Yankees SS Didi Gregorius was on top of the world in April. He was named the AL Player of the Month after hitting .327 while leading the league in extra base hits (19) and RBI (30).
But the "April showers bring May flowers" phrase is reversed in Gregorius' case. Through his first 12 games in May, Gregorius has plummeted back down to Earth and then some, as his slump continues to haunt him.
Gregorius is stuck in the depths of a 1-for-41 slump, with his longest hitless streak at 30 at-bats. Overall, he has notched six hits over 51 at-bats in May.
As the 29-year-old continues to figure out what is plaguing him at the plate, he admitted he doesn't believe pitchers have changed their approach to him on the mound based off his numbers in April. Instead, he simply can't get on base.
"I'm just not getting hits," Gregorius told The Post's Greg Joyce.
Luckily for Gregorius, the Yankees haven't missed his bat as they continue their torrid pace with the best record in the MLB at 28-12. But the veteran shortstop hates that he hasn't been contributing to his team's success.
"I'm not happy with the at-bats because I'm not helping the team, to be honest," he said. "There's always ups, there's always downs. The downs, you don't want it to beat you."
This isn't the first time Gregorius has tried to work his way out of a slump. In his first season with the Diamondbacks in 2013, Gregorius had a two-month skid where he couldn't figure things out at the plate. He also admitted that slump was worse because it was his first year with Arizona, and he wanted to make that good first impression.
This time around, though, he thinks that experience -- and more experience in the league in general -- has him prepared mentally to continue the battle.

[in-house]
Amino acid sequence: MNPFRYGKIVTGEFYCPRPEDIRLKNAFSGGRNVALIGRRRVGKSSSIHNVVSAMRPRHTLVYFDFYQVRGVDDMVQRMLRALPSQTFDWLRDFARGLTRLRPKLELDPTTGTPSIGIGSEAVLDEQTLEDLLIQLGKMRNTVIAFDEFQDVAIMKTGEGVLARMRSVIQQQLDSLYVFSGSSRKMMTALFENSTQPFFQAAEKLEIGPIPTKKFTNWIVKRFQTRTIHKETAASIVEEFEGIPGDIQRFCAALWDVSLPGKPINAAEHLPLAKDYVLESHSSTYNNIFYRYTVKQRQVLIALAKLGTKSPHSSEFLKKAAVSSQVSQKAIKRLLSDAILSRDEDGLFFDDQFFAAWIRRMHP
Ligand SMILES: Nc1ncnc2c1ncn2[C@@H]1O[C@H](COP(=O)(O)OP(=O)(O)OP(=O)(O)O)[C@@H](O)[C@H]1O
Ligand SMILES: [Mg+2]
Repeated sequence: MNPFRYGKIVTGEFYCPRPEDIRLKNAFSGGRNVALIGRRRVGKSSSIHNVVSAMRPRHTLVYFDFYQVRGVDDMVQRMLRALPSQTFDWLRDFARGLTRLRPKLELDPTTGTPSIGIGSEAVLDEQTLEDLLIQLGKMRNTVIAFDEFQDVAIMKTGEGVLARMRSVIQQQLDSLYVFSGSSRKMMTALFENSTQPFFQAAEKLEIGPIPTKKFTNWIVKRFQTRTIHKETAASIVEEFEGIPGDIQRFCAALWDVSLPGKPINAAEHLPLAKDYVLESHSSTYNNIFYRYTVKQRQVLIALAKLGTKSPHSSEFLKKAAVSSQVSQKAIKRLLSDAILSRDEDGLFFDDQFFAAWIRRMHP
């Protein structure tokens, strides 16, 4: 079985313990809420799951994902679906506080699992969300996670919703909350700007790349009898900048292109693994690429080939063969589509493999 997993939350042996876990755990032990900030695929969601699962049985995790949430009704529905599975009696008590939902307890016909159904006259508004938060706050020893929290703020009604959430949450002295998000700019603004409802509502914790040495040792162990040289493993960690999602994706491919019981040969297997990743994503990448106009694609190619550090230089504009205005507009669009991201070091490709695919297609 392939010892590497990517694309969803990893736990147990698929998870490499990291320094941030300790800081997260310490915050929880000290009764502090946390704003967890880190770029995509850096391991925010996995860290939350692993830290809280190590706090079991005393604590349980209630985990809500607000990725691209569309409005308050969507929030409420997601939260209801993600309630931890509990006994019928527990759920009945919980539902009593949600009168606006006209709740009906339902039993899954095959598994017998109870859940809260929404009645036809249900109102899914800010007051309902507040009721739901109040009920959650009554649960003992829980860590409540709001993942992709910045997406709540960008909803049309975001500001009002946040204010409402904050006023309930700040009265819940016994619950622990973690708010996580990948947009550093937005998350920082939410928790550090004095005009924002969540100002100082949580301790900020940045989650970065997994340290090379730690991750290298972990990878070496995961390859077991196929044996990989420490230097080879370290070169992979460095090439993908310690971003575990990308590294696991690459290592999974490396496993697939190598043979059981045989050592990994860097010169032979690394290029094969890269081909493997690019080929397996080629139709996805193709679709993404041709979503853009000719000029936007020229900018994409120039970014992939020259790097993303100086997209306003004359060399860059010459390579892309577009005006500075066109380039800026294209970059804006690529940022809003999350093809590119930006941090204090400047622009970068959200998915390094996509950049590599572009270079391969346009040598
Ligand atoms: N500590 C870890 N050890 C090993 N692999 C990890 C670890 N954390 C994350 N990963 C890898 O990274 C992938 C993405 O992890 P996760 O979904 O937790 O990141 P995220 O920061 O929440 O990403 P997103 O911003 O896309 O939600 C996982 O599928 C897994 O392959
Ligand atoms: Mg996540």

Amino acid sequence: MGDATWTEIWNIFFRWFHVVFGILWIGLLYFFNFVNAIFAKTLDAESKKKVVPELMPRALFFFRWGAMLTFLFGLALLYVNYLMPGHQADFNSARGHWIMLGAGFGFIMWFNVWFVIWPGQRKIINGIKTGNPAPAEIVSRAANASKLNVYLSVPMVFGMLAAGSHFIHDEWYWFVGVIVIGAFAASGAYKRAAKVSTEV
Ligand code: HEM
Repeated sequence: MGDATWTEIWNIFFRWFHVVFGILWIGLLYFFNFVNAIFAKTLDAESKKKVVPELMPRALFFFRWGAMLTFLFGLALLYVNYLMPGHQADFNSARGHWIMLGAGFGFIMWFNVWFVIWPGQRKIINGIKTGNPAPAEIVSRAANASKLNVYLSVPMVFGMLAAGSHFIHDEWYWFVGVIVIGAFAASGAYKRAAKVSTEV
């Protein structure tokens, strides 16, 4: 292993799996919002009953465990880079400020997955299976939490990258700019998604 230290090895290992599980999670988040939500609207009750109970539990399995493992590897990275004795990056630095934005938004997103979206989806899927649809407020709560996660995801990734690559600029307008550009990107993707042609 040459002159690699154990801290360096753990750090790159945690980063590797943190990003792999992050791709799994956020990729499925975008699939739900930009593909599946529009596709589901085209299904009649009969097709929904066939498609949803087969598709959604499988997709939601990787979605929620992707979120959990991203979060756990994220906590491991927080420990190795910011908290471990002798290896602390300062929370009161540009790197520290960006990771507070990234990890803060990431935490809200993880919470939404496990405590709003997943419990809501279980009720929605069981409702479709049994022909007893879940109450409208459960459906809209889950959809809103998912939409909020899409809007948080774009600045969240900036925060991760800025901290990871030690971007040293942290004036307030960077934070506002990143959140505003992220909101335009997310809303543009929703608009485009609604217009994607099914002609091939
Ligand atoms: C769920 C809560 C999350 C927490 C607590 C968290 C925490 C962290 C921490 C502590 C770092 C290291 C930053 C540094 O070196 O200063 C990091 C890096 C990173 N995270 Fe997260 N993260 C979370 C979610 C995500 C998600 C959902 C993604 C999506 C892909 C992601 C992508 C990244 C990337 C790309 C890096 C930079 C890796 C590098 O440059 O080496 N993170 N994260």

"I know this game is a game of failure," Gregorius said. "That's when you learn from it. When you accept that, that you're not going to get a base hit every time, I think it's more manageable than trying to explode for some reason and go up there next at-bat doing the same thing."
For manager Aaron Boone, who said that moving Gregorius back in the lineup to fifth on Tuesday wasn't due to his bad numbers, believes his shortstop is going about the slump the right way mentally. And he has seen him hit the ball hard recently, which means it is only a matter of time before this conversation is over.
"Just from a makeup standpoint, he's great," Boone said. "He loves to play, he's tough, he's prepared. I think he deals with all that baseball throws at you -- and baseball's going to throw bumps in the road at you, even when you're in the middle of being a great player."
Thanks to his red-hot bat in April, Gregorius is hitting .255/.343/.537 this season despite his struggles. Continued patience and good at-bats will hopefully get his average back to the way he wants it.